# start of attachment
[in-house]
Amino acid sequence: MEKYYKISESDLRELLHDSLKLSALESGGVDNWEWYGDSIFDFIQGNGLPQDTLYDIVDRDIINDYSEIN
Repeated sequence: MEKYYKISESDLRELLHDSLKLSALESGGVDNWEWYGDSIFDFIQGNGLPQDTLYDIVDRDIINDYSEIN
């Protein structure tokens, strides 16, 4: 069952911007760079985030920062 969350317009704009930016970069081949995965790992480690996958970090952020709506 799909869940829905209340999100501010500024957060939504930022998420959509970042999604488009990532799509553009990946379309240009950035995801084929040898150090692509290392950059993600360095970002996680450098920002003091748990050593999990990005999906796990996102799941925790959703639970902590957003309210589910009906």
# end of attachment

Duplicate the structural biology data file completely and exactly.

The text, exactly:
[in-house]
Amino acid sequence: MEKYYKISESDLRELLHDSLKLSALESGGVDNWEWYGDSIFDFIQGNGLPQDTLYDIVDRDIINDYSEIN
Repeated sequence: MEKYYKISESDLRELLHDSLKLSALESGGVDNWEWYGDSIFDFIQGNGLPQDTLYDIVDRDIINDYSEIN
């Protein structure tokens, strides 16, 4: 069952911007760079985030920062 969350317009704009930016970069081949995965790992480690996958970090952020709506 799909869940829905209340999100501010500024957060939504930022998420959509970042999604488009990532799509553009990946379309240009950035995801084929040898150090692509290392950059993600360095970002996680450098920002003091748990050593999990990005999906796990996102799941925790959703639970902590957003309210589910009906």